Janis Voigtlaender voigt at tcs.inf.tu-dresden.de
Tue Nov 25 08:49:58 EST 2008

```Janis Voigtlaender wrote:
> A free theorem can be used to prove that any
>
> f :: (a -> b) -> [a] -> [b]
>
> which satisfies
>
> f id = id
>
> also satisfies
>
> f = map (for the Haskell standard map).

Here comes the full proof.

Feed http://linux.tcs.inf.tu-dresden.de/~voigt/ft/ with the type of f.

The output is:

For every f :: forall a b . (a -> b) -> [a] -> [b] holds:

forall t1,t2 in TYPES, g :: t1 -> t2.
forall t3,t4 in TYPES, h :: t3 -> t4.
forall p :: t1 -> t3.
forall q :: t2 -> t4.
(forall x :: t1. h (p x) = q (g x))
==> (forall y :: [t1]. map h (f p y) = f q (map g y))

Set p = id and g = id. It results:

forall t3,t4 in TYPES, h :: t3 -> t4.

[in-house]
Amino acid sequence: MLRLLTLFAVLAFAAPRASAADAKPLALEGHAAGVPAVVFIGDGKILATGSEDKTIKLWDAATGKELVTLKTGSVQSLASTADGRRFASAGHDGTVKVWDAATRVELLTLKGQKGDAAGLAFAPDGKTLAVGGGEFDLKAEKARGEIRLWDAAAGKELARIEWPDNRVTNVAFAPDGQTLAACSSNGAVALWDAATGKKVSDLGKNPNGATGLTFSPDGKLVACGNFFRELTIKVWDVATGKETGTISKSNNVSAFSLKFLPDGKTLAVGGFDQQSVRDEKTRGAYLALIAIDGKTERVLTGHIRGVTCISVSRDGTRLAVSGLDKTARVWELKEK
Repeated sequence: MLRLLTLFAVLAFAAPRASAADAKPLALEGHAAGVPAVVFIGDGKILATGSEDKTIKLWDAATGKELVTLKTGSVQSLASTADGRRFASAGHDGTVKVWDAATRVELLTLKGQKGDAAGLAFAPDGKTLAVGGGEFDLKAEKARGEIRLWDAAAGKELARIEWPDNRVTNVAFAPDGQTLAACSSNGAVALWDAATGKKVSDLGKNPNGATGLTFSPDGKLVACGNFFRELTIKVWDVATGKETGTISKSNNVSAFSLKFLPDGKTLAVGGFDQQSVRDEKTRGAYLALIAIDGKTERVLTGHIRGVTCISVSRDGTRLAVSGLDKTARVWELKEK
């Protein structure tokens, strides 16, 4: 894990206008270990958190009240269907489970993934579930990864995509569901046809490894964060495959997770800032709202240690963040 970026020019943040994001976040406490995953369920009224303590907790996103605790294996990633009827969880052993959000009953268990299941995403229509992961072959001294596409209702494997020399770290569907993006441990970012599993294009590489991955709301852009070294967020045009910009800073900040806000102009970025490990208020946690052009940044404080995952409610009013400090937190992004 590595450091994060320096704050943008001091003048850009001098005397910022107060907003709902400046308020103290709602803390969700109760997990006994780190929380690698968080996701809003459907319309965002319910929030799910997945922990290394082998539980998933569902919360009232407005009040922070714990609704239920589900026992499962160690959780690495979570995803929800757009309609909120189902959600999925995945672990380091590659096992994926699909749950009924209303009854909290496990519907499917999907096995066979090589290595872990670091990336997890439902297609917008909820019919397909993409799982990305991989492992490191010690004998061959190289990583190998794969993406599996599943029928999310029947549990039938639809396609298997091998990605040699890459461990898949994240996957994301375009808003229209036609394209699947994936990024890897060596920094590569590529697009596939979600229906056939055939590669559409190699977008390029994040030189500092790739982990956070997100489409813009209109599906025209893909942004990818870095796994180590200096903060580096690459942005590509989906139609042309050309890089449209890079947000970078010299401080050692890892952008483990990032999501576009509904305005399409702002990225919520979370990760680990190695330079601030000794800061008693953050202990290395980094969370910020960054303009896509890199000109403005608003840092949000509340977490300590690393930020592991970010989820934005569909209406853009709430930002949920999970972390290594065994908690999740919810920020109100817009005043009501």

forall q :: t3 -> t4.
(forall x :: t3. h (id x) = q (id x))
==> (forall y :: [t3]. map h (f id y) = f q (map id y))

The precondition is obviously fulfilled whenever h = q.

So we get, for every h,

forall y :: [t3]. map h (f id y) = f h (map id y)

Now note that we assume f id = id, and also know map id = id.

This gives:

forall y :: [t3]. map h y = f h y

This is the desired extensional equivalence of map and f.

All we needed was a free theorem and the identity law.

The same kind of proof works for the Tree type, and friends.

Ciao, Janis.

--
Dr. Janis Voigtlaender
http://wwwtcs.inf.tu-dresden.de/~voigt/
mailto:voigt at tcs.inf.tu-dresden.de

```